Secondary Outcome Measures :
  1. Oxygen Saturation [ Time Frame: Over a consecutive 24-hour period after randomization ]
    Oxygen Saturation measured in percent oxygen over a 24-hour period.

  2. Respiratory Effort as assessed by Respiratory Rate [ Time Frame: Over a consecutive 24-hour period after randomization ]
    Respiratory effort will be assessed using the respiratory rate (in breaths per minute) over a 24-hour period.



Information from the National Library of Medicine

Choosing to participate in a study is an important personal decision. Talk with your doctor and family members or friends about deciding to join a study. To learn more about this study, you or your doctor may contact the study research staff using the contacts provided below. For general information, Learn About Clinical Studies.


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Ages Eligible for Study:   18 Years and older   (Adult, Older Adult)
Sexes Eligible for Study:   All
Accepts Healthy Volunteers:   No
Criteria

Inclusion Criteria:

  • Age ≥ 18 years
  • COVID-19 positive by nasopharyngeal swab or serostatus
  • Use of supplemental oxygen OR respiratory rate ≥ 20

Exclusion Criteria:

  • BMI ≥ 45 kg/m2
  • Pregnancy
  • Chest tube placement
  • Hemodynamic instability with mean arterial pressure < 60 mmHg
  • Thoracic or abdominal wounds
  • Chest wall deformities
  • Vertebral column deformities that would preclude prone positioning
  • Facial trauma or surgery in the last 30 days
  • Established diagnosis of interstitial lung disease
  • Prior single or double lung transplant
  • Surgery for spine, femur, or pelvis in the last 3 months
  • Thoracic or cardiac surgery in the last 30 days
  • Pacemaker placement last 7 days

Information from the National Library of Medicine

To learn more about this study, you or your doctor may contact the study research staff using the contact information provided by the sponsor.

Please refer to this study by its ClinicalTrials.gov identifier (NCT number): NCT04517123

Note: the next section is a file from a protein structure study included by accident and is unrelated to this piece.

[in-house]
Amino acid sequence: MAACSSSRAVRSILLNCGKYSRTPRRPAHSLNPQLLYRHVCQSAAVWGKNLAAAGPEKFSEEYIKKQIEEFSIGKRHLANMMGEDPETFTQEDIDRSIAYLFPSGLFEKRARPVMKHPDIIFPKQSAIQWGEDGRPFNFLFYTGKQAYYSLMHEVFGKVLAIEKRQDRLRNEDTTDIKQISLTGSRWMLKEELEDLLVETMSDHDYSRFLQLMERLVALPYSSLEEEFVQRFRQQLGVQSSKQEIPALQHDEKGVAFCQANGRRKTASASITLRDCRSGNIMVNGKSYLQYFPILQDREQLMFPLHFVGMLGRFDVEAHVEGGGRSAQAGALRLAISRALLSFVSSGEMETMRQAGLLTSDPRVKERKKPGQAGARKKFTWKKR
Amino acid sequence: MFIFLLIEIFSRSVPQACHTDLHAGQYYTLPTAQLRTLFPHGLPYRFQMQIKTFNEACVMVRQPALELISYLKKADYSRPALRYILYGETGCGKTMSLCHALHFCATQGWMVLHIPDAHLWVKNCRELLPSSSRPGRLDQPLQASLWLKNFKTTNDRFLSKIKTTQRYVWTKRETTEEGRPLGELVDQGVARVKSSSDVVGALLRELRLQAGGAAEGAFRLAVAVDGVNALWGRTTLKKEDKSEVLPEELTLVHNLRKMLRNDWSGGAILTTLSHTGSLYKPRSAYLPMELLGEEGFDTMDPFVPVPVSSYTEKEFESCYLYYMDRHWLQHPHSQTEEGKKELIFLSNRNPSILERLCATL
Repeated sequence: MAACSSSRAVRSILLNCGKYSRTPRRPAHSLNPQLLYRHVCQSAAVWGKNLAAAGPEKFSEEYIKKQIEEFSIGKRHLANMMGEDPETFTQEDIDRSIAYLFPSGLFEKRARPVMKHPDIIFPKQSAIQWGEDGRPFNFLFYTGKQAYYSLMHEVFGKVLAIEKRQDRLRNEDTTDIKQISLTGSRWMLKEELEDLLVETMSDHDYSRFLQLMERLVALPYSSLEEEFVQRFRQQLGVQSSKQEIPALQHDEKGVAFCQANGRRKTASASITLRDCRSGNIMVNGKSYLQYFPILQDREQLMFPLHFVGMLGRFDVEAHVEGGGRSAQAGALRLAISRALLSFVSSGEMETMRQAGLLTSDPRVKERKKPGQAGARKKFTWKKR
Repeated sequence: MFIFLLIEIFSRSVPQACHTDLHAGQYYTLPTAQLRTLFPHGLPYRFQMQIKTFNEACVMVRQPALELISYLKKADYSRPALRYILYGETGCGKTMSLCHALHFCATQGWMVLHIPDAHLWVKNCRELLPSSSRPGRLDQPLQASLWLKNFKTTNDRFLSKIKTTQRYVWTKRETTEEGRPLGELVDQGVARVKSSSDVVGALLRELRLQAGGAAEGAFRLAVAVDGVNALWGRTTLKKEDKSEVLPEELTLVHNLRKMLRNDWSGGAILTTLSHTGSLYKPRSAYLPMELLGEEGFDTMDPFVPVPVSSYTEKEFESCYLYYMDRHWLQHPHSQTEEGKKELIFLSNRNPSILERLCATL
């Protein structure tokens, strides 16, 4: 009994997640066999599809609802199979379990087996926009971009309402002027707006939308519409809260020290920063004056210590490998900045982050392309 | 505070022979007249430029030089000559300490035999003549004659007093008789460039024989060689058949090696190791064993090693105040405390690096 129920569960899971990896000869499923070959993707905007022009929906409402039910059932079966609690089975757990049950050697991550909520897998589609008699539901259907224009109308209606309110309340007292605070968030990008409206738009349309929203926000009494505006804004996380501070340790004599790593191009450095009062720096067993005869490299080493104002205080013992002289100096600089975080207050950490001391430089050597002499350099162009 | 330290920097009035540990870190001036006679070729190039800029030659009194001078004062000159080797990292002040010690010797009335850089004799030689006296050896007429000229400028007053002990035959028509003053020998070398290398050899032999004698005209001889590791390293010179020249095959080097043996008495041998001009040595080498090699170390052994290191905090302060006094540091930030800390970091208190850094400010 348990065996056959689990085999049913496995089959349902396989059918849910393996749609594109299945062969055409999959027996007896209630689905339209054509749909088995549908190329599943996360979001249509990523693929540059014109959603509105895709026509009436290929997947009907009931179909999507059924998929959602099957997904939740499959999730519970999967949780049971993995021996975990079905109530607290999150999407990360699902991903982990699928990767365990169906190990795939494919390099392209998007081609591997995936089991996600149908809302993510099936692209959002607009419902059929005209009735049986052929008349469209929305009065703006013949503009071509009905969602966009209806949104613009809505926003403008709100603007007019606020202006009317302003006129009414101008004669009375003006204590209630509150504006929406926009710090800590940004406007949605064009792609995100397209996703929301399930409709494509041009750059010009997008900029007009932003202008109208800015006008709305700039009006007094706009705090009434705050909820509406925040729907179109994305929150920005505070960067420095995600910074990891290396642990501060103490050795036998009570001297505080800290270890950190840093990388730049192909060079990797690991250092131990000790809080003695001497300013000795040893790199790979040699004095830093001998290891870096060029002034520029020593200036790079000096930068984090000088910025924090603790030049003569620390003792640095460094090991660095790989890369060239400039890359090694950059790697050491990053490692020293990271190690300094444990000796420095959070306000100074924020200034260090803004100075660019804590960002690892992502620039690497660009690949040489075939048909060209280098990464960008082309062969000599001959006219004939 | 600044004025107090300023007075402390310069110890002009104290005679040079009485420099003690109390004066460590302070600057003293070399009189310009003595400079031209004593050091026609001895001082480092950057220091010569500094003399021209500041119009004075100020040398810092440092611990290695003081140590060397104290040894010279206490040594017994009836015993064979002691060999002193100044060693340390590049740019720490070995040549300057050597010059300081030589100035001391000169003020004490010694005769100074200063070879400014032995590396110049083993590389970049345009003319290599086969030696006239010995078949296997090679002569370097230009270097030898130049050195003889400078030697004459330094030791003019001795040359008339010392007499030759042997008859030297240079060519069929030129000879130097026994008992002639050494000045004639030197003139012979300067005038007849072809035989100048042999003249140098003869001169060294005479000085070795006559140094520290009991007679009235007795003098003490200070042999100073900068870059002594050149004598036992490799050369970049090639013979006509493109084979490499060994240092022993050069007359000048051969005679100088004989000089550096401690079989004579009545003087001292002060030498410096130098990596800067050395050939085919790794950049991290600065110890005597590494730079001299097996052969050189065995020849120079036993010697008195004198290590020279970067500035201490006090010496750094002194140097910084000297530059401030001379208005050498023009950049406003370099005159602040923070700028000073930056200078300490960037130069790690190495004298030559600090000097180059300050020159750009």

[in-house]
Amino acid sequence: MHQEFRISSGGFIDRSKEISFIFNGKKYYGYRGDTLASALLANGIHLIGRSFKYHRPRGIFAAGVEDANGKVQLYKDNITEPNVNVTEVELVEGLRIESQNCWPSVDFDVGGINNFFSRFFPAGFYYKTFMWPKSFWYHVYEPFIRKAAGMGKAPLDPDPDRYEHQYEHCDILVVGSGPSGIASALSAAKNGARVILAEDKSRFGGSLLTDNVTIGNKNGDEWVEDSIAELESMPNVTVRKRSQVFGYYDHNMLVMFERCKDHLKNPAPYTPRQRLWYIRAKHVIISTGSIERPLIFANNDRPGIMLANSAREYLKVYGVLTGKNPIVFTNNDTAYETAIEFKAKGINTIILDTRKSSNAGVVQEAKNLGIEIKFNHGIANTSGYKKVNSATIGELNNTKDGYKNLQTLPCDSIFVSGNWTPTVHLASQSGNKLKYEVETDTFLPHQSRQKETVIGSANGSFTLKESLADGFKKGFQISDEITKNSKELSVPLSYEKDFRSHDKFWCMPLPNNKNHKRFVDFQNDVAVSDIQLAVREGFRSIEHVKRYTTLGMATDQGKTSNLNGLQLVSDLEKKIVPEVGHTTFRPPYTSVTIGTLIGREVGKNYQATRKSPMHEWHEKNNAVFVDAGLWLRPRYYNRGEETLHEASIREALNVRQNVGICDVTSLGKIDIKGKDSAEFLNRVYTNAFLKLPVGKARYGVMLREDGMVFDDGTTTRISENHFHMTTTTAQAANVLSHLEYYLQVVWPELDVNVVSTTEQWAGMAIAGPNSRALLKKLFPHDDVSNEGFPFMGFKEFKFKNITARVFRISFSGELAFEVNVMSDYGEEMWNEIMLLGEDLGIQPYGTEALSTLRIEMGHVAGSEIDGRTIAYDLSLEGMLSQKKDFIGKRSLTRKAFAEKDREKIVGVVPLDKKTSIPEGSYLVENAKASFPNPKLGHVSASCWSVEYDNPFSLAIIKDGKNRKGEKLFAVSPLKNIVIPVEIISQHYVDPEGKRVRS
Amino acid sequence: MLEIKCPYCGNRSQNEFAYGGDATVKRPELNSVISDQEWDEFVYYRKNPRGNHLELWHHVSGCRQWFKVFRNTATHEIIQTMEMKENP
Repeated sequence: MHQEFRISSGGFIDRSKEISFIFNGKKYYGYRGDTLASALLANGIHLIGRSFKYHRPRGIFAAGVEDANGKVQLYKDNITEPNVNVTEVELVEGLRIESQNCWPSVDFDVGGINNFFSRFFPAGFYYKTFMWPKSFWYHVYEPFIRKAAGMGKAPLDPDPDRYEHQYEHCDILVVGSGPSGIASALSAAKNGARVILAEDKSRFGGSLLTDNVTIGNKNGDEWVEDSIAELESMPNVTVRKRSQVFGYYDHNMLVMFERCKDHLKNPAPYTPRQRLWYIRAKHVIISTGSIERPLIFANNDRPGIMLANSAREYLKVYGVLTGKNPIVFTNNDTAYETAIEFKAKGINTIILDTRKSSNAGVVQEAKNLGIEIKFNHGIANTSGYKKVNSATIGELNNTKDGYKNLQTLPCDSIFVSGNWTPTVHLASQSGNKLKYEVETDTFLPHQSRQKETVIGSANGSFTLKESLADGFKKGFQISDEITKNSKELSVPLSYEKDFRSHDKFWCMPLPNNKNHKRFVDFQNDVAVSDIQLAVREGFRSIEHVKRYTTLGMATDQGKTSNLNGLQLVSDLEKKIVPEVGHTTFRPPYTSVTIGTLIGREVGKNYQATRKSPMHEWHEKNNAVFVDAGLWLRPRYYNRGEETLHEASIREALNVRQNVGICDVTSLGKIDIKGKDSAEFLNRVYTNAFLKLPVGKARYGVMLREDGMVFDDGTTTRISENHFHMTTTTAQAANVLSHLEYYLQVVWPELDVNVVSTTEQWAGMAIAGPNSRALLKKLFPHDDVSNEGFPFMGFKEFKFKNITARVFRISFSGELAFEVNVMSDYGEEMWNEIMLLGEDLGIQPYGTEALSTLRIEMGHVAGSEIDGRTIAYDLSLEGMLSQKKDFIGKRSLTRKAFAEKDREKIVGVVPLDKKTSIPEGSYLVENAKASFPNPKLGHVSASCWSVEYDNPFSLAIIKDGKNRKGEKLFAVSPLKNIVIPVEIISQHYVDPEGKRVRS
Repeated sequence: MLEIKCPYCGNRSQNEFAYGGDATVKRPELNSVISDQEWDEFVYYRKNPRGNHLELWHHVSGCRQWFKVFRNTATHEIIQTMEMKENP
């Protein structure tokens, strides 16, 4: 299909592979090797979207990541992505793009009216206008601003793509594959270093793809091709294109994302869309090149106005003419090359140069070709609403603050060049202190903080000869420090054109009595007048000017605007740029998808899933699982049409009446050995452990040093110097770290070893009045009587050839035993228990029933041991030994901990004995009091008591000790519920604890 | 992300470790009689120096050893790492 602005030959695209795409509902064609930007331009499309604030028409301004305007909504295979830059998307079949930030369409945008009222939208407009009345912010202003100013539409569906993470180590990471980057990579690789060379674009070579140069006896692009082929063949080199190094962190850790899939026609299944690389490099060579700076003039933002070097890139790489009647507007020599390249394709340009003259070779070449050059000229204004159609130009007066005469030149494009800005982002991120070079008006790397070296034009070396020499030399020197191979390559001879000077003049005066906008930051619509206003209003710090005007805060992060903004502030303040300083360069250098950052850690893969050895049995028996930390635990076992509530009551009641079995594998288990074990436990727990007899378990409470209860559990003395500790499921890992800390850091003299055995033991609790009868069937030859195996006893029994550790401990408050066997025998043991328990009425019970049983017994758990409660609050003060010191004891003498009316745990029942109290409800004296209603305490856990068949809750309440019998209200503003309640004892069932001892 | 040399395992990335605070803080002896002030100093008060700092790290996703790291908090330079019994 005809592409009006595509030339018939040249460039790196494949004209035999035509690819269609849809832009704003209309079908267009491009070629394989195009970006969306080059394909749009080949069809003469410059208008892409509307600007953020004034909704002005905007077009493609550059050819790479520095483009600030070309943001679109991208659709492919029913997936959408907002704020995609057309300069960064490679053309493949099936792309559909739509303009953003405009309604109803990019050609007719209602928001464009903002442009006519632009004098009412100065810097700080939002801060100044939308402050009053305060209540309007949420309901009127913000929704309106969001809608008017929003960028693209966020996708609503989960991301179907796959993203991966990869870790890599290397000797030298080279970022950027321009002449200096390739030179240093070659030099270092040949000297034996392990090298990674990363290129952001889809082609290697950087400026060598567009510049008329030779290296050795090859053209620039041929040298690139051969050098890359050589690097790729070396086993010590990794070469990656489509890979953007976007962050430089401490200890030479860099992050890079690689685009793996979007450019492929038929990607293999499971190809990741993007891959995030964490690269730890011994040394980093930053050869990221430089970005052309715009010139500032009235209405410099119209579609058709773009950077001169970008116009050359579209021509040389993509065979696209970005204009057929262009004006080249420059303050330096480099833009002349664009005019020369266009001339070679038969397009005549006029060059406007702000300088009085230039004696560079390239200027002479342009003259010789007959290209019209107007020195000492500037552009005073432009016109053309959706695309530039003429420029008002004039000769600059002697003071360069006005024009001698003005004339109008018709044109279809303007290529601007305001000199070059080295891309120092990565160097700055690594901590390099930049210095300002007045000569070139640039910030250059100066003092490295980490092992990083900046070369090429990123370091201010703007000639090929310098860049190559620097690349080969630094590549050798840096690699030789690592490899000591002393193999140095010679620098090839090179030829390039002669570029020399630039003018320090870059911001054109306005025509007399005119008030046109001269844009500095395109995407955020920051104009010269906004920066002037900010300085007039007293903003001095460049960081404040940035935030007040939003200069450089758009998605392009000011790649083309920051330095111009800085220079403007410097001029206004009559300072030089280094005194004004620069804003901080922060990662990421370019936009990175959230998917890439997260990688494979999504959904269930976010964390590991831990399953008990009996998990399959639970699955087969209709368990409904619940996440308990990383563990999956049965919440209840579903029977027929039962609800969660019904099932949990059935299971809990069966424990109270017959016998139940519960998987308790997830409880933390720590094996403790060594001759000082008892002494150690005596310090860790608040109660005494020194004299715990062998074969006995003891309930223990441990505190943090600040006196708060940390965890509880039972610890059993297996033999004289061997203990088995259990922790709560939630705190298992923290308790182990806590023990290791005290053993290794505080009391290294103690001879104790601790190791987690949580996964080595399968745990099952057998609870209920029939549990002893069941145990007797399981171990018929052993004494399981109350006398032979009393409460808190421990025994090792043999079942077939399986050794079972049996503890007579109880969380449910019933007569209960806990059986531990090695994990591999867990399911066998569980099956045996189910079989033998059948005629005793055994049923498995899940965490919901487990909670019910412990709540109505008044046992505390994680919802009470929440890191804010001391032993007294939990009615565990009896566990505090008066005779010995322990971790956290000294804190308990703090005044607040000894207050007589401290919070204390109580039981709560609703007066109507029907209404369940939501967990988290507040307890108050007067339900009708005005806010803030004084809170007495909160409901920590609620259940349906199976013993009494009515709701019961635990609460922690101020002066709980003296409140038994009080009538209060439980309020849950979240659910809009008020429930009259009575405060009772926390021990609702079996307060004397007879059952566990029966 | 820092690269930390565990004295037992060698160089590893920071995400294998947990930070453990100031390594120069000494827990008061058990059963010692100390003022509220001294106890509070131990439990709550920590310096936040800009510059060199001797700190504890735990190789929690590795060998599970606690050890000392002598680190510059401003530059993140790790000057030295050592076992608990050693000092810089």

Contacts
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Contact: Mahendra Damarla 410-550-0545 mdamarl1@jhmi.edu

Locations
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United States, Maryland
Johns Hopkins Univeristy Recruiting
Baltimore, Maryland, United States, 21287
Contact: Mahendra Damarla, MD       mdamarl1@jhmi.edu   
United States, North Carolina
University of North Carolina Recruiting
Chapel Hill, North Carolina, United States, 27514
Contact: Jaspn Mock, MD, PhD       jason_mock@med.unc.edu   
Duke University Recruiting
Durham, North Carolina, United States, 27710
Contact: Eugene Friedman, MD, PhD       eugene.friedman@duke.edu   
United States, Pennsylvania
UPMC Recruiting
Pittsburgh, Pennsylvania, United States, 15213
Contact: William Bain, MD       bainwg@UPMC.edu   
Contact: Tomeka Suber, MD, PhD       subert12@upmc.edu   
Sponsors and Collaborators
Johns Hopkins University
Duke University
University of North Carolina
University of Miami
University of Pittsburgh
Smith & Nephew, Inc.
Nox Medical Iceland
Investigators
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Principal Investigator: Naresh Punjabi, MD Johns Hopkins University
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Responsible Party: Johns Hopkins University
ClinicalTrials.gov Identifier: NCT04517123    
Other Study ID Numbers: IRB00249663
First Posted: August 18, 2020    Key Record Dates
Last Update Posted: October 12, 2020
Last Verified: October 2020
Individual Participant Data (IPD) Sharing Statement:
Plan to Share IPD: No

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Studies a U.S. FDA-regulated Drug Product: No
Studies a U.S. FDA-regulated Device Product: No
Keywords provided by Johns Hopkins University:
covid19
pneumonia
prone positioning
COVID
Additional relevant MeSH terms:
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Pneumonia, Viral
Pneumonia
Lung Diseases
Respiratory Tract Diseases
Respiratory Tract Infections
Virus Diseases